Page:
"Miranda warning" refers to the constitutional requirement that once an individual is detained by the police, there are certain warnings a police officer is required to give to a detainee.
A right that the Due Process Clauses of the state and federal constitutions confer on an individual.
Fundamental rights are a group of rights that have been recognized by the Supreme Court as requiring a high degree of protection from government encroachment. These rights are specifically identified in the Constitution (especially in the Bill of Rights), or have been found under Due Process
The first ten Amendments to the Constitution, which set out individual rights and liberties. Though these rights originally only applied to the federal government, through the legal doctrine of incorporation, most of the Bill of Rights is now applied to the states through the Due Process Clause of the Fourteenth Amendment.
A reason why the plaintiff or prosecutor should not prevail on a cause of action or demand for relief. A defense can either allege a failure to state a claim, or affirm the existence of a claim and present additional reasons that prevent the plaintiff or prosecutor from obtaining the result requested.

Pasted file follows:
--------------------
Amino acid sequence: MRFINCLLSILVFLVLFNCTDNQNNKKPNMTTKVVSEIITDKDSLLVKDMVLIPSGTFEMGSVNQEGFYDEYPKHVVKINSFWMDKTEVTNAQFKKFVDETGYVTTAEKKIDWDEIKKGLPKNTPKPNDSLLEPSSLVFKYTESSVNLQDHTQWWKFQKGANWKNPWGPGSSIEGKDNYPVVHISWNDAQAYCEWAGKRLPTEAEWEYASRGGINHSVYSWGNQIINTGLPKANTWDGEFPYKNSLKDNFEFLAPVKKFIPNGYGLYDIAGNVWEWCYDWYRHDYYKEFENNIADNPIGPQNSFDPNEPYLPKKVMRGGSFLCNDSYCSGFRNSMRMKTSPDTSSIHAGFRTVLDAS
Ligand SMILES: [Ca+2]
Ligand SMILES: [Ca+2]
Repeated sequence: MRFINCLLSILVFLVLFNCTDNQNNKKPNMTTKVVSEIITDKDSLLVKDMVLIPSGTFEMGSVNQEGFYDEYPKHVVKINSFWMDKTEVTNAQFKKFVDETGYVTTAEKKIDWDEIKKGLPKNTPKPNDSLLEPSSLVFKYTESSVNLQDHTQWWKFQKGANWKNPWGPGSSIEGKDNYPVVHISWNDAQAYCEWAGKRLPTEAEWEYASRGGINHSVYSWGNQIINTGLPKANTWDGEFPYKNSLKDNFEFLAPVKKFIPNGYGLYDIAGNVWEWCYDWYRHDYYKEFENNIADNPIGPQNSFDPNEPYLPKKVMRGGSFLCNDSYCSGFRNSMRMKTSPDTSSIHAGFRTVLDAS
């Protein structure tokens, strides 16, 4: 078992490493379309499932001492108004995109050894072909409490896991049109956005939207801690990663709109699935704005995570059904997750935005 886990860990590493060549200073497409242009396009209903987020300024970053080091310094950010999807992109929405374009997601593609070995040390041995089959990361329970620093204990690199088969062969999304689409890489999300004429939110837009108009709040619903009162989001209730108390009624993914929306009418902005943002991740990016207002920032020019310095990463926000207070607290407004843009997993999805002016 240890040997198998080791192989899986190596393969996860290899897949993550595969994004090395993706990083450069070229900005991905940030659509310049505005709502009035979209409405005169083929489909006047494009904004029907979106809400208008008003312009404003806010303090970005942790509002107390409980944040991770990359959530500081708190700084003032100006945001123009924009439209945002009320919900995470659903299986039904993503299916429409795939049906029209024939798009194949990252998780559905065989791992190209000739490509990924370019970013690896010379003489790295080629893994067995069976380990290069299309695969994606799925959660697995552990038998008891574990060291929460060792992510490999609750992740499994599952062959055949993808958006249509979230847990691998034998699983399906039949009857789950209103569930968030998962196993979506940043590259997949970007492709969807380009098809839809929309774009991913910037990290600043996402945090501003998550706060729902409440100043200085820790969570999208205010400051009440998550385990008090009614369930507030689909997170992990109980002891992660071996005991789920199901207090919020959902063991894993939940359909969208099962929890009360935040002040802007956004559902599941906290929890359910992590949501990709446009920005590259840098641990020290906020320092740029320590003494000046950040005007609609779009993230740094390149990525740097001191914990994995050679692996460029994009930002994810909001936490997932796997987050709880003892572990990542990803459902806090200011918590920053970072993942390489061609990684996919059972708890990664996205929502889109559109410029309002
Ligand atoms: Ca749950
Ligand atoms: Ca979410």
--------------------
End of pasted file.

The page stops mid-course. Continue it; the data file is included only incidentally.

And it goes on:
A calculation used to analyze a claim that a jury pool did not represent a fair cross-section of the community. Calculated by subtracting the percentage of a group in the jury pool from the percentage of that group in the general population.
Illustrative case law
See, e.g. Berghuis v. Smith, 130 S.Ct. 1382 (2010).
Under the common law knock-and-announce rule, a police officer executing a search warrant generally must not immediately force his or her way into a residence. Instead, the officer must first knock, identify himself or herself and his or her intent, and wait a reasonable amount of time for the occupants to let him or her into the residence.